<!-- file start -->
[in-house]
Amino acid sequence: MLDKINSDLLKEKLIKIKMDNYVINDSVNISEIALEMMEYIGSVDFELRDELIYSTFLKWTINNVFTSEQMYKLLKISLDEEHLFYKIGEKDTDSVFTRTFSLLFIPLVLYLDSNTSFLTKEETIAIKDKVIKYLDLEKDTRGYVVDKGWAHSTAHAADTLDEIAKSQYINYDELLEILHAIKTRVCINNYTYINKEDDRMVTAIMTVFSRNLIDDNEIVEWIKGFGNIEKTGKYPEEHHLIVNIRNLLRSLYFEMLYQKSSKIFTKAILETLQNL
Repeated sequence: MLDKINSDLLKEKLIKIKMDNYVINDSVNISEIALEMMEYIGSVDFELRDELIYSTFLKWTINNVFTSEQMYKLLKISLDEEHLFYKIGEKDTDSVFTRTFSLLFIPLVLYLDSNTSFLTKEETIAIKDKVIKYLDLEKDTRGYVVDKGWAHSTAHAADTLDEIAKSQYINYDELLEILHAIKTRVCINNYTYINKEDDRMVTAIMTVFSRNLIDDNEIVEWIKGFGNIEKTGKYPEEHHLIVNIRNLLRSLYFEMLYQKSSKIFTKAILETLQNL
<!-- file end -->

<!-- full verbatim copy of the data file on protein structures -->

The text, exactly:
[in-house]
Amino acid sequence: MLDKINSDLLKEKLIKIKMDNYVINDSVNISEIALEMMEYIGSVDFELRDELIYSTFLKWTINNVFTSEQMYKLLKISLDEEHLFYKIGEKDTDSVFTRTFSLLFIPLVLYLDSNTSFLTKEETIAIKDKVIKYLDLEKDTRGYVVDKGWAHSTAHAADTLDEIAKSQYINYDELLEILHAIKTRVCINNYTYINKEDDRMVTAIMTVFSRNLIDDNEIVEWIKGFGNIEKTGKYPEEHHLIVNIRNLLRSLYFEMLYQKSSKIFTKAILETLQNL
Repeated sequence: MLDKINSDLLKEKLIKIKMDNYVINDSVNISEIALEMMEYIGSVDFELRDELIYSTFLKWTINNVFTSEQMYKLLKISLDEEHLFYKIGEKDTDSVFTRTFSLLFIPLVLYLDSNTSFLTKEETIAIKDKVIKYLDLEKDTRGYVVDKGWAHSTAHAADTLDEIAKSQYINYDELLEILHAIKTRVCINNYTYINKEDDRMVTAIMTVFSRNLIDDNEIVEWIKGFGNIEKTGKYPEEHHLIVNIRNLLRSLYFEMLYQKSSKIFTKAILETLQNL